See? I just guilt-tripped you with that! How does it make you feel? It feels like you’re being preached to, and that’s no fun. Now you’re sad, so let’s get back to the murals.
Submissions for storm drain art were due by August 10. “We had a good number of artists contact us, almost fifteen,” Brown said:
Most of them are from around here, many of them are students. We asked for examples of their artwork and examples of public art if they’ve done that before. Right now they’re developing their themes and proposed designs.
Artists were also required to go through some training, which included watching that “Seas of Plastic” TED Talk and learning about the local tributaries and rivers.
Since the project is being done through a cooperation of multiple entities across both our twin cities, expect to see this artwork appear throughout the community, including two designs on campus at either end of the Boneyard Creek as it runs through the Engineering Quad between Wright and Mathews.
Inspiration came from a similar project involving storm drains in Columbia, Missouri. “The target date for the artists to start painting is the beginning of September,” Brown said. “And as they did in Columbia they’ll have sixty days to complete they’re work. The target date is approximately October 31, the same timeframe that the folks in Columbia had.”
Columbia’s storm drain project was almost identical and is detailed through a video and multiple pictures of storm drains on the city’s website.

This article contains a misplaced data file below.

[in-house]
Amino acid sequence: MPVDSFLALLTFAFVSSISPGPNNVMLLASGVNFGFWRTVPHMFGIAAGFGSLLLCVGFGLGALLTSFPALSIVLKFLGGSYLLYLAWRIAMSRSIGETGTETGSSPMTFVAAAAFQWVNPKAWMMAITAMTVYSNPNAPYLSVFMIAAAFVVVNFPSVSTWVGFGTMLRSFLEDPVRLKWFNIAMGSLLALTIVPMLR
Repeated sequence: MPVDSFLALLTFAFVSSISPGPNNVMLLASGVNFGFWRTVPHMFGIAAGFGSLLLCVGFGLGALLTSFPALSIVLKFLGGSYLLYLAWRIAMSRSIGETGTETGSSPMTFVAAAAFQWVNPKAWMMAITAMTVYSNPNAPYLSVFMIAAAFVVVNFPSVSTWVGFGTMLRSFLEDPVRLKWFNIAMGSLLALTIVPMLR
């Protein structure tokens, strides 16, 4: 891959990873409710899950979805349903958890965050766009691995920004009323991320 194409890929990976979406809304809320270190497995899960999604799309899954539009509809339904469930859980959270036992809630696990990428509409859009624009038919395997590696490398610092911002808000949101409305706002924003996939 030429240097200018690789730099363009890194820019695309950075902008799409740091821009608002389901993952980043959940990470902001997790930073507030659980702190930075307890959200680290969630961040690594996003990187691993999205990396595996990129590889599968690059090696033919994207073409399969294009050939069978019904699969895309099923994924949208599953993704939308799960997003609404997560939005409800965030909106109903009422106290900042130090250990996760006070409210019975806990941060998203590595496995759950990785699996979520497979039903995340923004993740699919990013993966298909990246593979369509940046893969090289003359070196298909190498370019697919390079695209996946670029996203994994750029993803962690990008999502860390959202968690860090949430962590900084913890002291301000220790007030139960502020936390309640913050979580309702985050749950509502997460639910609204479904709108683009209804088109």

My favorite drain from Columbia, a community that seems fairly similar to C-U, was a project by Jane Mudd. I contacted Mudd, who’s an Assistant Professor of Art at William Woods University. She found out about the project through a friend and had this to say:
Picking out the ‘right’ drain was a challenge. I ended up picking the one I did because the storm grate looked like teeth and the sewer lid an eye. So that is why I came up with the large face and hands. A creature-type image kept appearing when I looked at the storm grate from across the street. I intended for the eyes to raise up off the pavement from a certain distance away. I thought clams would make good eyelids. (Clams need clean water to thrive). The face is no one thing in particular—a creature of sorts with human hands. I wanted it to be recognized from a distance across the street…draw people over to read the word Think.
You wouldn’t want to throw trash in that guy’s mouth, would you? Again, notice the word Think scrawled into the water flowing down the drain. Mudd hopes this artwork serves as a reminder for people to think about where their dumped litter eventually goes.
I finished my conversation with Eliana Brown by asking how she wanted the project to affect the community. She replied:
Champaign-Urbana, when you think about it, you might not know that we are really that connected and important with water. We’re not like Madison; we don’t have big lakes, and we certainly don’t have a big river or anything like that here. But what most people don’t realize is that Champaign County is the headwaters to five different rivers, and what we do here actually does matter quite a bit downstream. What I hope for the project to do is raise awareness of the importance of water and keeping our water clean.